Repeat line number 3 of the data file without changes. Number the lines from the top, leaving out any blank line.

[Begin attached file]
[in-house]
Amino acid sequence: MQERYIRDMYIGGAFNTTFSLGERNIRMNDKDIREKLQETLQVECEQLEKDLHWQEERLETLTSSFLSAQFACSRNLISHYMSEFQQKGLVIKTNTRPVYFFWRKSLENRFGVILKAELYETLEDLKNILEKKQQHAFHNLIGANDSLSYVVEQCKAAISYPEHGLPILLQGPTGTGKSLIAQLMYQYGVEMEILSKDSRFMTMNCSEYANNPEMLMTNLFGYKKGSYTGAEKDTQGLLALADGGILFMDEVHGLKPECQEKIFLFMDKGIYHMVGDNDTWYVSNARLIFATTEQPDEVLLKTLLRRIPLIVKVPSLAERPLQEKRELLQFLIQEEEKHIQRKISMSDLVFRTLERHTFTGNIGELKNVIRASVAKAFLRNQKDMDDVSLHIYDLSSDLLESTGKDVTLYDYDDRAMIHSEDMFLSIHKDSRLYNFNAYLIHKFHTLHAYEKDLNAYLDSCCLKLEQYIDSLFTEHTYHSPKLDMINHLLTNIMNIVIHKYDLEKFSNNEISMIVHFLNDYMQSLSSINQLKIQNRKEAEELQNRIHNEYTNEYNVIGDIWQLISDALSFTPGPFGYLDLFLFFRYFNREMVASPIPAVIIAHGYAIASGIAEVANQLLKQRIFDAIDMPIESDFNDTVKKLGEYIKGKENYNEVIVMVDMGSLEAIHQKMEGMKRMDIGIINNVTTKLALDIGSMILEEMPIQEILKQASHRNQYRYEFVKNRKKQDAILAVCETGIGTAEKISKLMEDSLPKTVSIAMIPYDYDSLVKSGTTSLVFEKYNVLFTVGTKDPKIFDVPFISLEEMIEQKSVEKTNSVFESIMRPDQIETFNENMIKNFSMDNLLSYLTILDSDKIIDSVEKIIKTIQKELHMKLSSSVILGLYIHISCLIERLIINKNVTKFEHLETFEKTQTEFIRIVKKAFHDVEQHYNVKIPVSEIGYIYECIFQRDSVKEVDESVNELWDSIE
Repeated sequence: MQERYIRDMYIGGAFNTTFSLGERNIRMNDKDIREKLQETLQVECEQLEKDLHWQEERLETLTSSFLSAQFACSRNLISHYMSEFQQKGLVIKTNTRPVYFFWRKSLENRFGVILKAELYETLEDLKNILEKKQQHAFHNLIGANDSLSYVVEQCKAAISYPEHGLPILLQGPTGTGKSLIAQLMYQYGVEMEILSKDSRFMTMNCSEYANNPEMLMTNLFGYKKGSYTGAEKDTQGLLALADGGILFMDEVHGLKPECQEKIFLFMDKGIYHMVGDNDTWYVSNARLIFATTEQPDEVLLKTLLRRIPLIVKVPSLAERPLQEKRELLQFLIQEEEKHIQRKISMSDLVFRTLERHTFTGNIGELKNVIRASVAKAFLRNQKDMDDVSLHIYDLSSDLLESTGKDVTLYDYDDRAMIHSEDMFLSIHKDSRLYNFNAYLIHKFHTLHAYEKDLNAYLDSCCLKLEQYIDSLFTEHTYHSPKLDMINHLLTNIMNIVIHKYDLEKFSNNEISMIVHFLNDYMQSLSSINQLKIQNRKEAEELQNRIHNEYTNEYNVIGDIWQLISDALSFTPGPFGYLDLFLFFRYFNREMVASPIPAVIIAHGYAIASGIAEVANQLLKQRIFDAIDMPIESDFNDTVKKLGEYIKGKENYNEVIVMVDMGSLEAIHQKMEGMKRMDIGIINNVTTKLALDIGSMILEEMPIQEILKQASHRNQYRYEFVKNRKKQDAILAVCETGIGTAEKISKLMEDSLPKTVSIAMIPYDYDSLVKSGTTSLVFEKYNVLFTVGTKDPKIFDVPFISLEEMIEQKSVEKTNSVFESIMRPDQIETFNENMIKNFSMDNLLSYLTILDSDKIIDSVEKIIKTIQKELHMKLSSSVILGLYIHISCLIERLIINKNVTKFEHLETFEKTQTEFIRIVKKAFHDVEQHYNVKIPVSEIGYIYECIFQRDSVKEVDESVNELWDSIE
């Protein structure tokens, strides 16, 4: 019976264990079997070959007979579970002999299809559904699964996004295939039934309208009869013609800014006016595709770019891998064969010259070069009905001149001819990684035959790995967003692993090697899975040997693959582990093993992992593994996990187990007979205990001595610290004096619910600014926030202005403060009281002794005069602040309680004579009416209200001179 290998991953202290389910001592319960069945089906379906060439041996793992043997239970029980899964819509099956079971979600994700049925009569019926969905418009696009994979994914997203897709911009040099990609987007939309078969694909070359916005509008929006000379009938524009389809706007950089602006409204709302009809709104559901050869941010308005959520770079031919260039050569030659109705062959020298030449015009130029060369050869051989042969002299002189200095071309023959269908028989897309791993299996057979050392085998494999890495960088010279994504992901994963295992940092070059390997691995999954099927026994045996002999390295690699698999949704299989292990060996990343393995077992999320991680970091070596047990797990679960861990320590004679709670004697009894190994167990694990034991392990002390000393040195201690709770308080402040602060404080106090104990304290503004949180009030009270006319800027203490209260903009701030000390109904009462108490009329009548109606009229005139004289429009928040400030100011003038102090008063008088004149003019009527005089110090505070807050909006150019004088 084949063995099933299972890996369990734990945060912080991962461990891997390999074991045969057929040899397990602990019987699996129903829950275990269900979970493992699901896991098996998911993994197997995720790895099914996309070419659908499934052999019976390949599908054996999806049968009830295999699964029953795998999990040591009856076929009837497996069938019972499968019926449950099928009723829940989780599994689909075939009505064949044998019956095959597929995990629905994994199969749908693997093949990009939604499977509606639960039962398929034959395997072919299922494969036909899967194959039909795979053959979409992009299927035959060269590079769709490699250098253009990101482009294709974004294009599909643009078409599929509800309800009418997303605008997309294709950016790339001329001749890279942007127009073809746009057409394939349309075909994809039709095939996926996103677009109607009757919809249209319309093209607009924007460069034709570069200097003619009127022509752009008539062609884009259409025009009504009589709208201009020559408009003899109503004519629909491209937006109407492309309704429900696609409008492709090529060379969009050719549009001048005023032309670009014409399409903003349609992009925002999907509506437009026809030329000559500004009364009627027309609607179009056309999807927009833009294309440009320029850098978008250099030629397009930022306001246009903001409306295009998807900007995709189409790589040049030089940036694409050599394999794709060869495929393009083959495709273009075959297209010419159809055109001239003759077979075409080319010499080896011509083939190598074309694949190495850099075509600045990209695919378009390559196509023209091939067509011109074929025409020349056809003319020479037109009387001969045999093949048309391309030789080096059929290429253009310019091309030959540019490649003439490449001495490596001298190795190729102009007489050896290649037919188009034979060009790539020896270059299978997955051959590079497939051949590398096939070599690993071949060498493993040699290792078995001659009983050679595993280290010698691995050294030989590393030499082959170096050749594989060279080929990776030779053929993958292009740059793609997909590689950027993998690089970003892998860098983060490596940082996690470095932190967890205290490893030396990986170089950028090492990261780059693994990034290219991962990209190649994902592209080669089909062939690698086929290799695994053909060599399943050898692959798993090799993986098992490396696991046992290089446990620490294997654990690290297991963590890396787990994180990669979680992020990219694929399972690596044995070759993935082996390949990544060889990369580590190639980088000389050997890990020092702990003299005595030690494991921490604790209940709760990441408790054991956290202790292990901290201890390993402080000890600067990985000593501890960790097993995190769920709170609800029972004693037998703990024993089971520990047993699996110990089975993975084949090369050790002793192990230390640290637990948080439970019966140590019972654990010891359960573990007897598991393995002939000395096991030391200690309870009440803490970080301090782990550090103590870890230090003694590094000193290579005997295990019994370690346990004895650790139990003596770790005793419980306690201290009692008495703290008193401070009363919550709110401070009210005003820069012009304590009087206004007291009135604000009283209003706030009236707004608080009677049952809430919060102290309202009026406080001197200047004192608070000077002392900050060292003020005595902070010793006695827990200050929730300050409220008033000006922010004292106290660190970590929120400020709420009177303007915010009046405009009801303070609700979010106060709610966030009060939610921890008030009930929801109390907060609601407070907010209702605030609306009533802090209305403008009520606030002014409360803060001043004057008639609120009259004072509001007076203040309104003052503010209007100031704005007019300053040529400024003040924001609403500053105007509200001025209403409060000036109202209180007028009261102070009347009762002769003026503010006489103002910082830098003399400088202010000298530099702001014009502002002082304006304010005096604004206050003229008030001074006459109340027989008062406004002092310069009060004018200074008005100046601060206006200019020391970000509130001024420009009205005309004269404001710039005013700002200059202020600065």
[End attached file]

Repeated sequence: MQERYIRDMYIGGAFNTTFSLGERNIRMNDKDIREKLQETLQVECEQLEKDLHWQEERLETLTSSFLSAQFACSRNLISHYMSEFQQKGLVIKTNTRPVYFFWRKSLENRFGVILKAELYETLEDLKNILEKKQQHAFHNLIGANDSLSYVVEQCKAAISYPEHGLPILLQGPTGTGKSLIAQLMYQYGVEMEILSKDSRFMTMNCSEYANNPEMLMTNLFGYKKGSYTGAEKDTQGLLALADGGILFMDEVHGLKPECQEKIFLFMDKGIYHMVGDNDTWYVSNARLIFATTEQPDEVLLKTLLRRIPLIVKVPSLAERPLQEKRELLQFLIQEEEKHIQRKISMSDLVFRTLERHTFTGNIGELKNVIRASVAKAFLRNQKDMDDVSLHIYDLSSDLLESTGKDVTLYDYDDRAMIHSEDMFLSIHKDSRLYNFNAYLIHKFHTLHAYEKDLNAYLDSCCLKLEQYIDSLFTEHTYHSPKLDMINHLLTNIMNIVIHKYDLEKFSNNEISMIVHFLNDYMQSLSSINQLKIQNRKEAEELQNRIHNEYTNEYNVIGDIWQLISDALSFTPGPFGYLDLFLFFRYFNREMVASPIPAVIIAHGYAIASGIAEVANQLLKQRIFDAIDMPIESDFNDTVKKLGEYIKGKENYNEVIVMVDMGSLEAIHQKMEGMKRMDIGIINNVTTKLALDIGSMILEEMPIQEILKQASHRNQYRYEFVKNRKKQDAILAVCETGIGTAEKISKLMEDSLPKTVSIAMIPYDYDSLVKSGTTSLVFEKYNVLFTVGTKDPKIFDVPFISLEEMIEQKSVEKTNSVFESIMRPDQIETFNENMIKNFSMDNLLSYLTILDSDKIIDSVEKIIKTIQKELHMKLSSSVILGLYIHISCLIERLIINKNVTKFEHLETFEKTQTEFIRIVKKAFHDVEQHYNVKIPVSEIGYIYECIFQRDSVKEVDESVNELWDSIE